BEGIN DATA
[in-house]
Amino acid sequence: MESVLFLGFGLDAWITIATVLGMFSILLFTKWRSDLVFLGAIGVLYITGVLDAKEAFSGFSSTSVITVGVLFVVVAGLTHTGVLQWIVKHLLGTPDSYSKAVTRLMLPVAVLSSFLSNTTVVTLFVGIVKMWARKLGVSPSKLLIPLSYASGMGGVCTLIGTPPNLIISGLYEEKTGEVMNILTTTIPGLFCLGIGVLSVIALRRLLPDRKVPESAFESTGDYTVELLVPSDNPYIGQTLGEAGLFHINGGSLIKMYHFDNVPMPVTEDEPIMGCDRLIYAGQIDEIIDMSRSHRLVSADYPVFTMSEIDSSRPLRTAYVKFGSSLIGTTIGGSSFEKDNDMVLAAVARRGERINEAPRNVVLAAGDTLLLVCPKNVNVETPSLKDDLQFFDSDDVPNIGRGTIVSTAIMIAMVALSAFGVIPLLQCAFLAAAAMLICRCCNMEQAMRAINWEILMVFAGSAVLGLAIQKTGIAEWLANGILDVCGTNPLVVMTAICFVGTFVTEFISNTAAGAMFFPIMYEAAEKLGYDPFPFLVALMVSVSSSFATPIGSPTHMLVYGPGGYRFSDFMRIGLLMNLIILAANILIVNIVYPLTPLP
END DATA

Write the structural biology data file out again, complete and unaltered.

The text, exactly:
[in-house]
Amino acid sequence: MESVLFLGFGLDAWITIATVLGMFSILLFTKWRSDLVFLGAIGVLYITGVLDAKEAFSGFSSTSVITVGVLFVVVAGLTHTGVLQWIVKHLLGTPDSYSKAVTRLMLPVAVLSSFLSNTTVVTLFVGIVKMWARKLGVSPSKLLIPLSYASGMGGVCTLIGTPPNLIISGLYEEKTGEVMNILTTTIPGLFCLGIGVLSVIALRRLLPDRKVPESAFESTGDYTVELLVPSDNPYIGQTLGEAGLFHINGGSLIKMYHFDNVPMPVTEDEPIMGCDRLIYAGQIDEIIDMSRSHRLVSADYPVFTMSEIDSSRPLRTAYVKFGSSLIGTTIGGSSFEKDNDMVLAAVARRGERINEAPRNVVLAAGDTLLLVCPKNVNVETPSLKDDLQFFDSDDVPNIGRGTIVSTAIMIAMVALSAFGVIPLLQCAFLAAAAMLICRCCNMEQAMRAINWEILMVFAGSAVLGLAIQKTGIAEWLANGILDVCGTNPLVVMTAICFVGTFVTEFISNTAAGAMFFPIMYEAAEKLGYDPFPFLVALMVSVSSSFATPIGSPTHMLVYGPGGYRFSDFMRIGLLMNLIILAANILIVNIVYPLTPLP